3. The ABA’s recommendation for reciprocal licensing on motion for experienced attorneys is collaterally reinforced by scientific findings from the field of expertise and expert performance. See K. Anders Ericsson, Ed., The Cambridge Handbook of Expertise and Expert Performance (Cambridge University Press 2006). Scientists have concluded that it takes 10,000 hours to develop true expertise in any field, taking the brain this long to assimilate all that it needs to know to achieve true mastery. Experienced experts surpass novices, those new to a profession, in seven major ways: (a) generating the best solution; (b) pattern recognition; (c) qualitative analysis; (d) self-monitoring skills in terms of their ability and knowing what they don’t know; (e) choosing appropriate strategies; (f) seeing and exploiting opportunities; and (g) cognitive effort, meaning they work faster, with less effort, and greater control.  Id. at 27.  Cognitive scientists have concluded the highest levels of expertise, like Tiger Woods golf swing at the Masters on the 18th hole, or Newton postulating the laws of gravity “in a contemplative mood …occasioned by the fall of an apple,” are characterized by contextually based intuitive actions that are automatic, sub-conscious, and difficult or impossible to report verbally. Thus, the rule of thumb that one State’s lawyers are more competent to practice law than another State’s lawyers — a theory born in the 1930s separate but equal era — has been rejected by the ABA, empirically refuted by cognitive science, and disavowed by the High Court in Supreme Court of Virginia v. Friedman,  487 U.S. 59 (1988)(holding that bar admission on motion is constitutionally protected).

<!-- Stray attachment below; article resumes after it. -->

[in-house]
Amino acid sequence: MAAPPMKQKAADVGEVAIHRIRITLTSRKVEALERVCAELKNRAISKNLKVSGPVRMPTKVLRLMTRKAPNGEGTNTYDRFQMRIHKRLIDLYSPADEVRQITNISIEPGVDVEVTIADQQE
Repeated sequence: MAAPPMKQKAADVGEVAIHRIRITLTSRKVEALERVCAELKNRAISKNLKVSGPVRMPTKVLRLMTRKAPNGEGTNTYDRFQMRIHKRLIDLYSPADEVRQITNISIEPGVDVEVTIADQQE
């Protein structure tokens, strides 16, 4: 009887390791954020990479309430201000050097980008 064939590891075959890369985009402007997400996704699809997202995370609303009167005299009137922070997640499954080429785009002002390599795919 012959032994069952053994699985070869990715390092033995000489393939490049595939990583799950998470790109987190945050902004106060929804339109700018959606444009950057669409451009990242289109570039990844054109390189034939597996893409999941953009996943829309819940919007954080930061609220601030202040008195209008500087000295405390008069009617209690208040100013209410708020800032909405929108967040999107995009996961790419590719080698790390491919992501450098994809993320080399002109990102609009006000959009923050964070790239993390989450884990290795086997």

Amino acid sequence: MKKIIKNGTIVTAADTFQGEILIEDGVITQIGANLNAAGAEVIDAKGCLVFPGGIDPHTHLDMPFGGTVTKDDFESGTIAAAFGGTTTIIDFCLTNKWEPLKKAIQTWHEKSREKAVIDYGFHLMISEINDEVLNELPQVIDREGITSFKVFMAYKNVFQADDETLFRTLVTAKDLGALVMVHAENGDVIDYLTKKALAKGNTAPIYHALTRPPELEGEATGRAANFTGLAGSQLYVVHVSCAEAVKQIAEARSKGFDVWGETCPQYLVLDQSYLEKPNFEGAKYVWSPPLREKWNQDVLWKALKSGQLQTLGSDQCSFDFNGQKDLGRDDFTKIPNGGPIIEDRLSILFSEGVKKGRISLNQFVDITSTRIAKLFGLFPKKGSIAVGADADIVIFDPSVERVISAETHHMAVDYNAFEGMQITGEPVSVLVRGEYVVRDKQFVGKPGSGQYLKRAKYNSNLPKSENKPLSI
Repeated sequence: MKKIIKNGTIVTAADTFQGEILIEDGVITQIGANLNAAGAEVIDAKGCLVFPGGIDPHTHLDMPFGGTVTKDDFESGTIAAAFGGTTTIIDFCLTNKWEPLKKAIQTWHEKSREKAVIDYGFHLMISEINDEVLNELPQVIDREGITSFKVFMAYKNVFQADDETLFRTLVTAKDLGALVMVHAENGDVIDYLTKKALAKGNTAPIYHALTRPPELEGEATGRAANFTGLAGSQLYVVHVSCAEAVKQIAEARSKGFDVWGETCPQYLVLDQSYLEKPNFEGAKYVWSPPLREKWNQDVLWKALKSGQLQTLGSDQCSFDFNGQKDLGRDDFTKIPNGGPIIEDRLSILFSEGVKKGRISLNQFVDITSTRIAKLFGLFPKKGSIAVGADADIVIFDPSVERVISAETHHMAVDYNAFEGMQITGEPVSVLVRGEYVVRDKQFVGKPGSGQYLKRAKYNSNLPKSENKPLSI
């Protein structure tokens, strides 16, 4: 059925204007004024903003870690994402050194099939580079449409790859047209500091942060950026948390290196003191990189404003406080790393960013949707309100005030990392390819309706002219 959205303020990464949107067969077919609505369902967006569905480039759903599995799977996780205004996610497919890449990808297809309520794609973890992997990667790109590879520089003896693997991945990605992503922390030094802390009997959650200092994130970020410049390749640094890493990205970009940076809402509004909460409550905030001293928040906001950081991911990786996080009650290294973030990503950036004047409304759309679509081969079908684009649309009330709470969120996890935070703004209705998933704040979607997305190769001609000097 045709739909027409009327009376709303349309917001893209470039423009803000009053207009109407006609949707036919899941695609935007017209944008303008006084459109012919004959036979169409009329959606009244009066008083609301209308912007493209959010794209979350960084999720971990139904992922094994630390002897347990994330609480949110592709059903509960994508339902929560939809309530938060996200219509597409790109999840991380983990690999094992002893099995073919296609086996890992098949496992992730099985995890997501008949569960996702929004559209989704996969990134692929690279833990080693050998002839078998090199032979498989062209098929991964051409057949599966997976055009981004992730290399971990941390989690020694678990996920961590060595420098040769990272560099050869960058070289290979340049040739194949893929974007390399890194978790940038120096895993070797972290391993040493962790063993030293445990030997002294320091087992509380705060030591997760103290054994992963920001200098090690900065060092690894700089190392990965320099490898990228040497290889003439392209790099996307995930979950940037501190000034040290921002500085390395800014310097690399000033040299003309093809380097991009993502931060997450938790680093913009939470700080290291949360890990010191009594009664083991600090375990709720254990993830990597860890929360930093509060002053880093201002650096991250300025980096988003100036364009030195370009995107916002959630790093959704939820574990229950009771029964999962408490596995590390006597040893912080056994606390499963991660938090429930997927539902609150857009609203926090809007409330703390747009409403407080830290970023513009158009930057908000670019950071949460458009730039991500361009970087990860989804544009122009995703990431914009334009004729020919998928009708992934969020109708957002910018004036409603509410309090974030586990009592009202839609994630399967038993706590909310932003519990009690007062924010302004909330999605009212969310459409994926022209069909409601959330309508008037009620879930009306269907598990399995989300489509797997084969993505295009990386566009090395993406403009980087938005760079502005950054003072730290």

4. Dr. Norman is one of the experts writing a chapter in the Cambridge Handbook of Expertise and Expert Performance, supra.  Dr. Norman writes:

“Study after study has shown that it is almost impossible to get judges to agree on scores for essay answers."

      5. Evolutionary psychology concludes we have modules in our brains that have evolved from natural selection, similar to the modules in our brains where speaking (Broca’s area) and listening to words (Wernicke’s area) is processed, to exclude humans and to be aggressive and prejudiced against people who are not members of our primary group.  See Stephen P. Hinshaw, Chapter 22 “Roots of Religion, Aggression, and Prejudice,” Origins of the Human Mind (Teaching Company 2010) p. 144. A trigger for aggression and prejudice is out-group status, coming from a different family, group, or religion. “We wish to vanquish, dominate, or even annihilate the oppressed group, lest they oppress us; and we developed a set of cognitive strategies to tell ourselves that we are superior to these out groups.” Id. at 146.  We tend to stigmatize them, pre-judge them, and discriminate against them so that we can feel superior to them; as Hitler did with his ethnic cleansing against Jews, blacks, gays, and lesbians for the purity of the Aryan race; as the local Rules do against plaintiffs and other American citizens.  

      The California Experienced Attorneys’ Bar Exam Fails to Meet Testing Standards

      6.   The sacred cow — the popularly held belief that the California bar exam for experienced sister-state attorneys is the gold standard — is a myth proved false under examination.  Five nationally respected testing experts, including experts from the National Conference of Bar Examiners and the California State Bar’s own testing expert, have concluded similar 100% subjective high-stakes licensing tests are not valid or reliable measuring devices. There are standard statistical indices for the reliability of test scores. The most basic of these is the standard error of measurement.  A reliability coefficient can be defined in terms of the average magnitude of the standard error. Indisputable evidence proves this licensing test, exam after exam, has a standard measurement error greater than 52%, and sometimes a 60% error rate, when the industry standard is preferably a 10% error rate.   These 100% subjective tests fail to meet well established testing Standards. Moreover, these test results are inadmissible in federal court under Daubert v. Merrill Dow Pharmaceuticals, 509 U.S. 579 (1993) and the Federal Rules of Evidence 700 series.  There is no cause and effect nexus between practice in the U.S. District Courts and this licensing test.